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I am a postdoctoral neuroscience researcher at the University of Basel (Flavio Donato lab) and a researcher at NYU (Dan Sanes lab). I work with machine learning methods and neural recordings from rodents to investigate the relationship between neural activity and natural behavior.  My research goals are to create objective paradigms for investigating voluntary behaviour in rodents in order to address millennia old questions of free will in complex organisms.


My main interests are to transform lay intuitions about free will into operationalizable terms that can be used to objectively describe and quantify spontaneous and voluntary behaviour.  For example, rather than debating subjective experiences underlying free decisions in humans, I propose focusing on quantifying how free decisions can be predicted from behaviour or neural activity. In such objective paradigms we can use rodents and obtain anatomical, functional and behavioural data during free decision making not be available in humans for the foreseeable future.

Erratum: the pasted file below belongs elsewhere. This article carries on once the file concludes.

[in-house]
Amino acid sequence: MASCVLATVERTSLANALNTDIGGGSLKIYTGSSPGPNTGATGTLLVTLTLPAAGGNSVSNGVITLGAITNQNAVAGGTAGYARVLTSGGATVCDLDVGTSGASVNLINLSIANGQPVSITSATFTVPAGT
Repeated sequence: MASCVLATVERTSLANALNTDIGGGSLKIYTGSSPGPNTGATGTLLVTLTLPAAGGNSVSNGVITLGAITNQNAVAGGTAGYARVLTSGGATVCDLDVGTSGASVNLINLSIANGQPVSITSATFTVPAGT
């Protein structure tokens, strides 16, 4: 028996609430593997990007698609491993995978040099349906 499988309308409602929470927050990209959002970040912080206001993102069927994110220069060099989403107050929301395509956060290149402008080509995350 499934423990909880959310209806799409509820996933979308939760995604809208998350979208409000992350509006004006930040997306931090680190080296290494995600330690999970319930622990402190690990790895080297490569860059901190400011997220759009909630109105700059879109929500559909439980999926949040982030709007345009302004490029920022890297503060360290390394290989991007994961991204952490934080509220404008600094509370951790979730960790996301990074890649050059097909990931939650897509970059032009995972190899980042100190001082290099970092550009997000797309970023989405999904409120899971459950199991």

I am also interested in computational neurolaw which is an emerging field combining statistical and data sciences with neuroscience advances to create policies and legal concepts that are better informed.

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